Few years ago Tech-entrepreneurship became fashionable in the middle-east region. Wave after wave of tech-startups started popping up, it didn’t take long for the investors to realize their possible potential and try to get into the entrepreneurship business through joint ventures and incubators. Thus repeating exactly what happened in silicone valley in 2007-2011, this allows us to predict whats going to happen next since we have an existing model that is being followed at a much faster pace. Currently the first wave of silicone valley start-ups are running out of money and either changing their business model or shutting down altogether.
What happened with silicone valley start-ups is all the investors fault. Trying desperately to get into the tech-startups business as fast as they can good judgement was ignored. Many of the tech start-ups were nothing more than gimmicky mobile apps that had no way of generating the revenue needed to keep it afloat. The success of products such as instagram and pinterest only served to increase that poor judgement. MBAs desperately tried to repeat that model even though they do not get the exact dynamics of the market or how these apps made it; and so several cool/sexy/gimmicky start-up received investments that they would have never received otherwise.
Instagram & Pinterest currently have no revenue streams. Even with their vast user base they are still trying to figure that out.
With tech entrepreneurship being the new “cool” thing to be doing, many talented engineers have been shying away from joining corporate and instead deciding to become the next bey2ollak or circle-tie. This dries up the talent pool since every 2 or 3 talented engineers are grouped up trying to get their gimmicky app off of the ground rather than work in corporate or even for another company on improving their gimmicky app. The expression I came up with to describe this is Talent Pool Fragmentation. Building an investment worthy product that is resilient to competition requires more skill than what you can find in 2 or 3 engineers, and most would be doing unsexy jobs such as tuning, operations or even monitoring; Exactly the kind of jobs people turn down in favor of starting their own thing.
Freemium model which was quite popular with most of the first stage start-ups isn’t cutting it. few days ago I received an email from Chad Keck of PHP Fog, announcing that they are discontinuing their Free side in favor of their premium one.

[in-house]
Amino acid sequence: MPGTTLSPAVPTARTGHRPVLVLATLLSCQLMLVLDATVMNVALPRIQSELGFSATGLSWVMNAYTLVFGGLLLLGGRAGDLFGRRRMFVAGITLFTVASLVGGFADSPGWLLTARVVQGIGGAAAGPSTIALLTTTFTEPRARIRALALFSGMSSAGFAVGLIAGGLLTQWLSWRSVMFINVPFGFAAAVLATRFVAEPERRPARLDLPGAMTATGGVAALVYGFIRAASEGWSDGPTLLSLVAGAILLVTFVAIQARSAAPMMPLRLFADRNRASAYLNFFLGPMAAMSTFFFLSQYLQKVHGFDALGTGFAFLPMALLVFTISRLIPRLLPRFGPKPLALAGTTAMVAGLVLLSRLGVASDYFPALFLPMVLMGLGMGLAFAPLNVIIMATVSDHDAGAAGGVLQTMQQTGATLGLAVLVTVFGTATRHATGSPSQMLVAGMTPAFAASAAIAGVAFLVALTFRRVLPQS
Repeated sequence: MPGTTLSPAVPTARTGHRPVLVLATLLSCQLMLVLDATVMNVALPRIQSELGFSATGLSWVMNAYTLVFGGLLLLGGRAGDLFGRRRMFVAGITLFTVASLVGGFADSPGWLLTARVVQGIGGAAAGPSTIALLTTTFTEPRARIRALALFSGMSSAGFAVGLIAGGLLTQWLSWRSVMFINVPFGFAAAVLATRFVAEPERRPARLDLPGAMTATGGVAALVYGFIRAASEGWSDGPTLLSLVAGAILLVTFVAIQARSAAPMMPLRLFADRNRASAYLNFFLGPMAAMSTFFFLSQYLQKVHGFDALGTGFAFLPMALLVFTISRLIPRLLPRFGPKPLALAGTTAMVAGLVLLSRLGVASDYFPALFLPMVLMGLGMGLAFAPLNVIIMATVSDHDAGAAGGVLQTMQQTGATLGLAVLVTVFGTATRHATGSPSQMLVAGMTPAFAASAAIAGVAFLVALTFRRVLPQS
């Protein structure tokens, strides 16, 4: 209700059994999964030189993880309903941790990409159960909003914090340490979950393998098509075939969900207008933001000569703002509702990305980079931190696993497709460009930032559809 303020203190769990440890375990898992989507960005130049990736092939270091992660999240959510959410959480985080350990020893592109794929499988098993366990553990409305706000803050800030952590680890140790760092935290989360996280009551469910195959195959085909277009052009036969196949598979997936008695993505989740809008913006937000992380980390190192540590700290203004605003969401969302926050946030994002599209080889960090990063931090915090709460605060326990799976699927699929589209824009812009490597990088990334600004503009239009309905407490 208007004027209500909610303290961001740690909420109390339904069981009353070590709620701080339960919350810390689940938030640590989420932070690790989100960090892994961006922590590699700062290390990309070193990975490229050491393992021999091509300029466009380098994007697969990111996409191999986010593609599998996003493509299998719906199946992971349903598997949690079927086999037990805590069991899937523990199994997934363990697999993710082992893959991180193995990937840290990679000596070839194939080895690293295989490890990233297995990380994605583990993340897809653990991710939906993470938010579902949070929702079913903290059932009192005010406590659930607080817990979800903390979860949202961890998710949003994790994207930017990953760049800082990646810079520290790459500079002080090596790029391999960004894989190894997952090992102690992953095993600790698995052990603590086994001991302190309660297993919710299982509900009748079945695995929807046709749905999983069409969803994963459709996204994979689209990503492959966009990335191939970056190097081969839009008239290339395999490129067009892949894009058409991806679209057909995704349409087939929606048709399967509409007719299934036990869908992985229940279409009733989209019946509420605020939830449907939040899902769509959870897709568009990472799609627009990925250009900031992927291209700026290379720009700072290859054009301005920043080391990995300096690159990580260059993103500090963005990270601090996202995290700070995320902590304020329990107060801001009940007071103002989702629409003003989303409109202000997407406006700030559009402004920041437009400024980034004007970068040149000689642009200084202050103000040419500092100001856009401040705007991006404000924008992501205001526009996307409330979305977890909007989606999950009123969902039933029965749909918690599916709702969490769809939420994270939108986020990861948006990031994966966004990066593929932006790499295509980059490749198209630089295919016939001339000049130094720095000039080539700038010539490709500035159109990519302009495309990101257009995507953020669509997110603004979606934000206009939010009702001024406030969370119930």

PHP Fog ditching their Freemium model:We are incredibly sorry for the inconvenience, but as a small business we do not have the resources to provide world-class service on both PHP Fog and AppFog. If there were some way for us to keep PHP Fog running indefinitely, we would do so. Unfortunately, however, there isn’t. It’s time to move on to AppFog.
Currently the main 2 VCs operating in Egypt are Sawari and Flat6Lab, with others – including the government – trying to break into the market. Flat6Labs is the most popular, mostly going for sexy products it has graduated several cycles already most of the companies they backed up aren’t sustainable and its only a matter of time until they run out of money/support/man hours. Sawari ventures on the other hand concentrates on products that include more value than bang, still none of their products has turned out any profits as far as I can tell, the only difference is since they are investing in products that include a certain technical complexity these products can later be incorporated as building blocks for ones that actually turn out profit.
Back to our starting point and the failing silicone valley tech start-ups, I can nominate several startups approaching that point in Egypt but if I’m to guess who is going to go out first I’d bet on Circle-Tie. Lacking a visible revenue stream and with an increasing competition (its quite simple to create a similar such an app), its only a matter of time until the key developers/innovators/managers decide to give up and move on.